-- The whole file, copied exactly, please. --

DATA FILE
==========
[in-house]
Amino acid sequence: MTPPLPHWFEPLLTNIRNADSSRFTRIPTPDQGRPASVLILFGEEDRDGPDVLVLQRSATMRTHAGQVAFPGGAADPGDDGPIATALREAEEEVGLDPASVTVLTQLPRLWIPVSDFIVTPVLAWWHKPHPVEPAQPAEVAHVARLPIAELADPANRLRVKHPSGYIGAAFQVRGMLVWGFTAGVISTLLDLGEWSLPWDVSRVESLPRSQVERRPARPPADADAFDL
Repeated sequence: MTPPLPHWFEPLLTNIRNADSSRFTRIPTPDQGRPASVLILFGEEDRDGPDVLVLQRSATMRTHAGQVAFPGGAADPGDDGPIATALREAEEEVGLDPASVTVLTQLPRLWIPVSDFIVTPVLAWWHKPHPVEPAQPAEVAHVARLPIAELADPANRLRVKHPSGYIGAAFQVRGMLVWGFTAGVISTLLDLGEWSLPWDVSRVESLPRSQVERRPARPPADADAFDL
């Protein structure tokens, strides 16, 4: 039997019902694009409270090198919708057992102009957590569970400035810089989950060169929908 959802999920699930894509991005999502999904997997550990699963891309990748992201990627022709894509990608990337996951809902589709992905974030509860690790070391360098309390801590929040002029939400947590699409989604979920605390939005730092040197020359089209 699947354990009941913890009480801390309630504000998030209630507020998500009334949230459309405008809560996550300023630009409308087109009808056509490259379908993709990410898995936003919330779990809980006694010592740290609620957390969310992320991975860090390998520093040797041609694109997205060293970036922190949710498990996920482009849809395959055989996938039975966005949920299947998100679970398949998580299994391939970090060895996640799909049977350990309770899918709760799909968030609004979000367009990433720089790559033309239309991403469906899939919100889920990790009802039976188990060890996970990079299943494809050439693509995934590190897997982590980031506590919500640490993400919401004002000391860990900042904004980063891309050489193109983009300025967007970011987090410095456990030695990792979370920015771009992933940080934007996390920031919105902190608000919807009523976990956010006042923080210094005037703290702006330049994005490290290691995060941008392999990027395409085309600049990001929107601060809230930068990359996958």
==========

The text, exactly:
[in-house]
Amino acid sequence: MTPPLPHWFEPLLTNIRNADSSRFTRIPTPDQGRPASVLILFGEEDRDGPDVLVLQRSATMRTHAGQVAFPGGAADPGDDGPIATALREAEEEVGLDPASVTVLTQLPRLWIPVSDFIVTPVLAWWHKPHPVEPAQPAEVAHVARLPIAELADPANRLRVKHPSGYIGAAFQVRGMLVWGFTAGVISTLLDLGEWSLPWDVSRVESLPRSQVERRPARPPADADAFDL
Repeated sequence: MTPPLPHWFEPLLTNIRNADSSRFTRIPTPDQGRPASVLILFGEEDRDGPDVLVLQRSATMRTHAGQVAFPGGAADPGDDGPIATALREAEEEVGLDPASVTVLTQLPRLWIPVSDFIVTPVLAWWHKPHPVEPAQPAEVAHVARLPIAELADPANRLRVKHPSGYIGAAFQVRGMLVWGFTAGVISTLLDLGEWSLPWDVSRVESLPRSQVERRPARPPADADAFDL
């Protein structure tokens, strides 16, 4: 039997019902694009409270090198919708057992102009957590569970400035810089989950060169929908 959802999920699930894509991005999502999904997997550990699963891309990748992201990627022709894509990608990337996951809902589709992905974030509860690790070391360098309390801590929040002029939400947590699409989604979920605390939005730092040197020359089209 699947354990009941913890009480801390309630504000998030209630507020998500009334949230459309405008809560996550300023630009409308087109009808056509490259379908993709990410898995936003919330779990809980006694010592740290609620957390969310992320991975860090390998520093040797041609694109997205060293970036922190949710498990996920482009849809395959055989996938039975966005949920299947998100679970398949998580299994391939970090060895996640799909049977350990309770899918709760799909968030609004979000367009990433720089790559033309239309991403469906899939919100889920990790009802039976188990060890996970990079299943494809050439693509995934590190897997982590980031506590919500640490993400919401004002000391860990900042904004980063891309050489193109983009300025967007970011987090410095456990030695990792979370920015771009992933940080934007996390920031919105902190608000919807009523976990956010006042923080210094005037703290702006330049994005490290290691995060941008392999990027395409085309600049990001929107601060809230930068990359996958």